Talk about a parting shot! NASA's Cassini spacecraft ends its mission in late 2017, but not before it took one more look at Saturn's moon Dione -- and sent back some stunning close-ups.
Dione's pockmarked surface looks magnificent as it hovers above the planet's signature rings in an image taken Aug. 17. During the flyby – Cassini's fifth of Dione – the spacecraft came within 295 miles of the surface.
"They are the last we will see of this far-off world for a very long time to come," Carolyn Porco, Cassini imaging team lead at the Space Science Institute in Boulder, Colo., said of the images. "Right down to the last, Cassini has faithfully delivered another extraordinary set of riches. How lucky we have been."
As far as closeups go, these images are pretty flattering – and useful. That's because the researchers were able to take advantage of extra sunlight reflecting off the gas-giant planet to help illuminate additional features hidden in the cratered moon's shadows.
The images were actually just icing on the flyby's cake – this fifth and final close encounter of Dione was primarily to study the moon's gravitational field, not to take pictures. This meant there wasn't much guarantee that the spacecraft would be properly positioned to take images, because Cassini's camera wasn't controlling the way the spacecraft pointed.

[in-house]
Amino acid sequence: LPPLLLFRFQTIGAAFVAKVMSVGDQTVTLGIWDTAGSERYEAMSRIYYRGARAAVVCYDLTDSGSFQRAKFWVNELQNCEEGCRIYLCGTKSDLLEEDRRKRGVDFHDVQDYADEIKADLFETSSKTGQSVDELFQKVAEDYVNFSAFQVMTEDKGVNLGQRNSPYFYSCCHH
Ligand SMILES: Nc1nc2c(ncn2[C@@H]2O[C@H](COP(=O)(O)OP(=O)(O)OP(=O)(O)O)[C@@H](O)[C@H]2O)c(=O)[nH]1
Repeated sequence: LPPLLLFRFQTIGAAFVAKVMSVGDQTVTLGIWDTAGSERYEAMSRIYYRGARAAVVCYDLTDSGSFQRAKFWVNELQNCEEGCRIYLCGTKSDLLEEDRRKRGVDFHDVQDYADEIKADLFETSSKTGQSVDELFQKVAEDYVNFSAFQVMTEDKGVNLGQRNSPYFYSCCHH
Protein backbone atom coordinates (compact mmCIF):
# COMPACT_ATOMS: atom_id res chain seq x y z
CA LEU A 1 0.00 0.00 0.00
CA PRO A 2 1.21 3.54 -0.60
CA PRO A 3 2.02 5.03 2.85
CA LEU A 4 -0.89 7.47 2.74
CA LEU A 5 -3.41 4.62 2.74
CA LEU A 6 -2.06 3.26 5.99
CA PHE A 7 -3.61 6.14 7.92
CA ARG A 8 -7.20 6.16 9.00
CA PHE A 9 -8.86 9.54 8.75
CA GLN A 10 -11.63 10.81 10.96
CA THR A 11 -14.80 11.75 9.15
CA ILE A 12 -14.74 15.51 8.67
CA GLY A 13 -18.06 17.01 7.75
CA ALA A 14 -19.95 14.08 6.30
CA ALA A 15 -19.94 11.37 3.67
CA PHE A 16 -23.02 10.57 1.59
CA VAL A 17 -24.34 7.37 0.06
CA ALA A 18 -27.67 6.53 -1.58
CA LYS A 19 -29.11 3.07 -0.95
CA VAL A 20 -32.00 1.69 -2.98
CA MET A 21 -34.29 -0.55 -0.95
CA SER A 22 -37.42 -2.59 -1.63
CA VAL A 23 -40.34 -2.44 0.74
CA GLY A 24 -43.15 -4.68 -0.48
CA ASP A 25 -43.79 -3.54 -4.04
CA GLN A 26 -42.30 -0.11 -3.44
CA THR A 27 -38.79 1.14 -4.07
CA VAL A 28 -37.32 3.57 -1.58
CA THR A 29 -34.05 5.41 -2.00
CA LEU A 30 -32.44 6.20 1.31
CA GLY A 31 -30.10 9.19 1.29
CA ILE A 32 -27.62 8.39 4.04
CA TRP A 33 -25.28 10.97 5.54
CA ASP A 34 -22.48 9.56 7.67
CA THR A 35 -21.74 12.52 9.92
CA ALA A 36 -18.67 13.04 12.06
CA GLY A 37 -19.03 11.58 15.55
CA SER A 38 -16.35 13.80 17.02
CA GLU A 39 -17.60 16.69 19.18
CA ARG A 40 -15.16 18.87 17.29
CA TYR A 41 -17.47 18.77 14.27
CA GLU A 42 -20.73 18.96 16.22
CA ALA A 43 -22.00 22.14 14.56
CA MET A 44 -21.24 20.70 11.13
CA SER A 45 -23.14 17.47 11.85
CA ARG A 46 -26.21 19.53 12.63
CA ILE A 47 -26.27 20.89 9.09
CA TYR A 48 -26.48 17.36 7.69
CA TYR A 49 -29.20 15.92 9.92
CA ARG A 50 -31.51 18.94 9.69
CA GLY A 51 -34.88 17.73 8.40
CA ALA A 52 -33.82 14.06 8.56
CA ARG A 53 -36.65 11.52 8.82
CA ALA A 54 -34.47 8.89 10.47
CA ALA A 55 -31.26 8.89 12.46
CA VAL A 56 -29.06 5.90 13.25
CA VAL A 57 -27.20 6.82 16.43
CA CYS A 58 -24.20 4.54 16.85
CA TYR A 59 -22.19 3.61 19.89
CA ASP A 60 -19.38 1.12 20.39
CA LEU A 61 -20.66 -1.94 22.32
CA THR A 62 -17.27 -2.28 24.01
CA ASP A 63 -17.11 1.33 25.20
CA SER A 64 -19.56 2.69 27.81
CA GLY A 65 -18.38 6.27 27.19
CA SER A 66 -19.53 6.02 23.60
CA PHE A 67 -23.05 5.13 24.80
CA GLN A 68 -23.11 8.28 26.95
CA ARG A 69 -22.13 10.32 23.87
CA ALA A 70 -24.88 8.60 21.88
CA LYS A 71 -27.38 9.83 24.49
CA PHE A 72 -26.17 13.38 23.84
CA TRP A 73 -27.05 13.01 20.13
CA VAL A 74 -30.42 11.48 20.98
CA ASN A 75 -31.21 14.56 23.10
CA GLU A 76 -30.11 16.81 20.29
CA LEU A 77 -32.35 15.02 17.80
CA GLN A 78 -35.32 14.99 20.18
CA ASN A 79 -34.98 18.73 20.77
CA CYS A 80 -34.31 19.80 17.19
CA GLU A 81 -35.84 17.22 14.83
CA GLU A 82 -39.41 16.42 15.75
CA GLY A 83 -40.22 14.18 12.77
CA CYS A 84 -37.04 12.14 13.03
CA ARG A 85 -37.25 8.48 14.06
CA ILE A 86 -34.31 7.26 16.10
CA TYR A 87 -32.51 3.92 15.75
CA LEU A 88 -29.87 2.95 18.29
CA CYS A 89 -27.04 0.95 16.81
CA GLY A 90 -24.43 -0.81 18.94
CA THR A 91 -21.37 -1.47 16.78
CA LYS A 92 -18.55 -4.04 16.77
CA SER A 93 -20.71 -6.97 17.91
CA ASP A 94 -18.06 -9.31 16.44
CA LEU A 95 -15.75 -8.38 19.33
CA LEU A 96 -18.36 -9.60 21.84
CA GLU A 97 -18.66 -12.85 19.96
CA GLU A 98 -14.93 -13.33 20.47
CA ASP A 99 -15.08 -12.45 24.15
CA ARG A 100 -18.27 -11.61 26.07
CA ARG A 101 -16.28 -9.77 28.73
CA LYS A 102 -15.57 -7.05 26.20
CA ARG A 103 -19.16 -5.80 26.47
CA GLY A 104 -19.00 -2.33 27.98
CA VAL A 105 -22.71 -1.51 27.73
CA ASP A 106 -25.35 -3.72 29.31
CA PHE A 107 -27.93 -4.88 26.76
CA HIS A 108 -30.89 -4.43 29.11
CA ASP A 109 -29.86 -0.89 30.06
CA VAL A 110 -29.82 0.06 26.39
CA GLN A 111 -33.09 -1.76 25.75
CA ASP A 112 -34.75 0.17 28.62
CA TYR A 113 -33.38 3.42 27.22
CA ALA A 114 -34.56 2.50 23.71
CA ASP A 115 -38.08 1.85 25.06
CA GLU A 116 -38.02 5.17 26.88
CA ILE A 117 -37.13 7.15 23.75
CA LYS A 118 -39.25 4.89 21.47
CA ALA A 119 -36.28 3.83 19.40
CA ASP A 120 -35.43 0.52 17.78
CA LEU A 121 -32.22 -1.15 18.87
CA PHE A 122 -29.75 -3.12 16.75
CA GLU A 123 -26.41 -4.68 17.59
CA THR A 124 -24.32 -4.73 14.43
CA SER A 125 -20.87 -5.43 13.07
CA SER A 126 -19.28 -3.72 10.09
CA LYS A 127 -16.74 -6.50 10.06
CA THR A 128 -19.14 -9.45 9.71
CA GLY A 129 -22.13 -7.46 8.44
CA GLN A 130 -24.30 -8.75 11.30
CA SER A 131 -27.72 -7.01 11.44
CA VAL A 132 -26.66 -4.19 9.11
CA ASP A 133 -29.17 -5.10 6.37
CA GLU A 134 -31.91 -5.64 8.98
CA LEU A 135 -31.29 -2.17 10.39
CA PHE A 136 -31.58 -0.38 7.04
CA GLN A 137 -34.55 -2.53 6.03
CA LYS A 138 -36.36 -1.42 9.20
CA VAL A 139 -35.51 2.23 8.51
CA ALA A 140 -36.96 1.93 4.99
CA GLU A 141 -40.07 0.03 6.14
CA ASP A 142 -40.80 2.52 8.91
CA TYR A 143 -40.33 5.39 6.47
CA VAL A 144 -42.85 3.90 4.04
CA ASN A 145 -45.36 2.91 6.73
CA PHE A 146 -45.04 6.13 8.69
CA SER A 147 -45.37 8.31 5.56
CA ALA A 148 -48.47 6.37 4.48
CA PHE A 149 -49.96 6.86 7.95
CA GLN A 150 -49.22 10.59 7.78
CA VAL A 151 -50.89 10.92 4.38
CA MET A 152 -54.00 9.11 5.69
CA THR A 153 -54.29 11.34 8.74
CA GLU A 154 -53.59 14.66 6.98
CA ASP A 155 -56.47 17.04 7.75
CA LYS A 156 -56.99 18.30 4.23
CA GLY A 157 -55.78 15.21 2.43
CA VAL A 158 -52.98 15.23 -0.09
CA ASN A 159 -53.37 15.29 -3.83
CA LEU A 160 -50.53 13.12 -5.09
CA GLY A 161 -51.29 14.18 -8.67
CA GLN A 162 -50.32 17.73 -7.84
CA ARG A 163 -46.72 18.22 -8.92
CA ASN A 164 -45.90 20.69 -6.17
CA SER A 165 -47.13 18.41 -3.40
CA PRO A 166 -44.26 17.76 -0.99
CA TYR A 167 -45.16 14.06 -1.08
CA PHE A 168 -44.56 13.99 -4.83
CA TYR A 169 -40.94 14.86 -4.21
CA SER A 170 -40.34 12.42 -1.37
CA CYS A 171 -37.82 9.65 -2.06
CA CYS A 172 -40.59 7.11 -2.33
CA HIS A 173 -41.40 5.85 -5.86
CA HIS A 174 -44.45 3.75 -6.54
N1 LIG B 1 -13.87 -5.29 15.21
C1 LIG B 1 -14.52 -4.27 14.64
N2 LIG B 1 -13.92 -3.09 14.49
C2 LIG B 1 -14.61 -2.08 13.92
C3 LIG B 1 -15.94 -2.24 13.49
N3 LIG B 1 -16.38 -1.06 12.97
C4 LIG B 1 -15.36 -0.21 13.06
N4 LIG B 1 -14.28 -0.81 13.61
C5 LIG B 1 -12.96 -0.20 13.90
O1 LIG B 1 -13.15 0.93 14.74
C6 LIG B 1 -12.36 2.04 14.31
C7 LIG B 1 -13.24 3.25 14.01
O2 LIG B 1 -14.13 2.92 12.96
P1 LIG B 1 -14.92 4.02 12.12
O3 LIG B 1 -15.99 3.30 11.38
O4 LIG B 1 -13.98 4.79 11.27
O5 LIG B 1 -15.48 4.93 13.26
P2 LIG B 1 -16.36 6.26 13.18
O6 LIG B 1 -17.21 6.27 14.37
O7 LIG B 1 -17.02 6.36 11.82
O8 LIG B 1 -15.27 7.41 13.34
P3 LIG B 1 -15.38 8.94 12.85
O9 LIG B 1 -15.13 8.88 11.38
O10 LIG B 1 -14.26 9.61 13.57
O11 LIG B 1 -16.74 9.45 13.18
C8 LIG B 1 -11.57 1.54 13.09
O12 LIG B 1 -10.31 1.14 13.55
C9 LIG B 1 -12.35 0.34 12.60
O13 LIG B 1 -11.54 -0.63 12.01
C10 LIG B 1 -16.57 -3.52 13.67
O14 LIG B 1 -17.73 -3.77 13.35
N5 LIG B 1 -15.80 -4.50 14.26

Together with data from the spacecraft's magnetosphere and plasma-sensing instruments, the gravity data will help planetary scientists better understand the icy moon's interior.
After this, Cassini won't be making many more close flybys. It will visit the water-rich moon Enceladus three more times this year, passing as close as 30 miles above the surface during one of them, and it will dive through the icy plume spraying out of the surface, to learn more about the frigid little world's interior. It will also perform a few farther-out flybys of Saturn's moons (within about 30,000 miles), and will check out the smaller, more "misshapen" moons, including Daphnis and Telesto.
Near the end of its mission, Cassini will perform an acrobatic finale, executing a series of dives through the gap between the planet and its iconic rings.